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Application performance monitoring (APM) no longer means just measuring the performance, availability, and user experience metrics of application software. To truly understand just how well an application is performing, monitoring tools must capture performance metrics that align with and support business objectives.
Enterprises have a mix of commercial and custom applications servicing internal users and external customers, often on a global scale. The best way to ensure a great user experience across the board is by writing error-free code, pushing better applications into production faster, and providing actionable insights into all pre-production and production applications. This all starts in development and includes the following metrics every APM tool should capture.
User Satisfaction / Apdex Scores
The application performance index, or Apdex score, has become an industry standard for tracking the relative performance of an application. It works by specifying a goal for how long a certain web request or application transaction should take. Those transactions are then bucketed into satisfied (fast), tolerating (sluggish), too slow, and failed requests. A simple math formula is then applied to provide a score from 0 to 1.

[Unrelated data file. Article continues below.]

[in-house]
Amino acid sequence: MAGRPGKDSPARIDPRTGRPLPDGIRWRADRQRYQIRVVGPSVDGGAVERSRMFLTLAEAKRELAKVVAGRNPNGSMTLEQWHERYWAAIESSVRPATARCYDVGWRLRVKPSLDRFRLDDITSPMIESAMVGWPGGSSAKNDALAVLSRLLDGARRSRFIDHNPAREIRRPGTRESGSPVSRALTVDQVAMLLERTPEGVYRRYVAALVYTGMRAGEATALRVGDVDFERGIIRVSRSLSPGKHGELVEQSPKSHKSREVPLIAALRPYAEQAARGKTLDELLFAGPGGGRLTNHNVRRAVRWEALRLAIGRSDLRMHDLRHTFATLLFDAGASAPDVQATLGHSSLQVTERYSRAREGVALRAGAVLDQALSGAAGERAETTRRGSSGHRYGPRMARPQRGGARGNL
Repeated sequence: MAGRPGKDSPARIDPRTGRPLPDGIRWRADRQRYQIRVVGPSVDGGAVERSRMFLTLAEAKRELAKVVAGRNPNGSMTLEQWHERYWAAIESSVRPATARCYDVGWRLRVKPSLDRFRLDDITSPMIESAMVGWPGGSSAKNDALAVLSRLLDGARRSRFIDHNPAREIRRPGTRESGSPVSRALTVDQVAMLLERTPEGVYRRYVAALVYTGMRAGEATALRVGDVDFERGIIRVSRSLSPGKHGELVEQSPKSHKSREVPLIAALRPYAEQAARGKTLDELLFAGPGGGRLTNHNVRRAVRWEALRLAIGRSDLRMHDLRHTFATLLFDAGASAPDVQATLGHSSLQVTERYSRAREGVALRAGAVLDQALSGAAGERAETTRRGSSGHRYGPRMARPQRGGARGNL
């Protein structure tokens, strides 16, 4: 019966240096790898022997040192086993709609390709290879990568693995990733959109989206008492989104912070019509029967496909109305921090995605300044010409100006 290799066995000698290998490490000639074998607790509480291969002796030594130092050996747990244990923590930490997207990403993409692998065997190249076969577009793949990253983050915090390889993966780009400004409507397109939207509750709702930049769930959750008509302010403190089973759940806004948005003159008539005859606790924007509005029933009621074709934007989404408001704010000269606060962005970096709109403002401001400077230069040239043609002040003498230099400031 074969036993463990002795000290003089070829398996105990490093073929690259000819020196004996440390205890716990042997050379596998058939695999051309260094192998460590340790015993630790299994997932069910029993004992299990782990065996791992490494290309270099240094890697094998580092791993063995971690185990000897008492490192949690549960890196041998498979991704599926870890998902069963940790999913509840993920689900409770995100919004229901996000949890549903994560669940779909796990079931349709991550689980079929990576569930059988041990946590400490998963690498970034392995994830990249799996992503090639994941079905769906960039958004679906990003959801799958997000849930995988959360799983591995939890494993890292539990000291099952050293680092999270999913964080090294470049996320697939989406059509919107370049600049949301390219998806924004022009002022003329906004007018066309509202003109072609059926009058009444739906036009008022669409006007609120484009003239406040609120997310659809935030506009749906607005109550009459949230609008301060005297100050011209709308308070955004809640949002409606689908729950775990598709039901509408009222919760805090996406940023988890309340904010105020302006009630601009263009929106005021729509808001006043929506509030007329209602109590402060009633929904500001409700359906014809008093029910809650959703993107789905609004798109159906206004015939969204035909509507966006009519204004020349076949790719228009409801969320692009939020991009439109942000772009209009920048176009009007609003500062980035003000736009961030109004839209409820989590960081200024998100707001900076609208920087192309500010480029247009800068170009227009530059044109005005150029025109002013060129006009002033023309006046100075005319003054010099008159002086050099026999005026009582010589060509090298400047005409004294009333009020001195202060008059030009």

Your chosen APM solution should automatically track satisfaction scores for every one of your applications and web requests. Presenting scores in a larger range, like 0—100 instead of 0—1, is also desirable, as it makes insights easier to understand and act upon.
Average Response Time
Averages are still a useful application performance metric, but those metrics should be aligned with business goals. The average response time for a digital storefront, for example, could mean the difference between staying in business and closing shop. Everyone from your Ops team to executive leadership wants to know average response times, and the value of your chosen APM tool comes from capturing averages that tell you how performance is impacting business goals.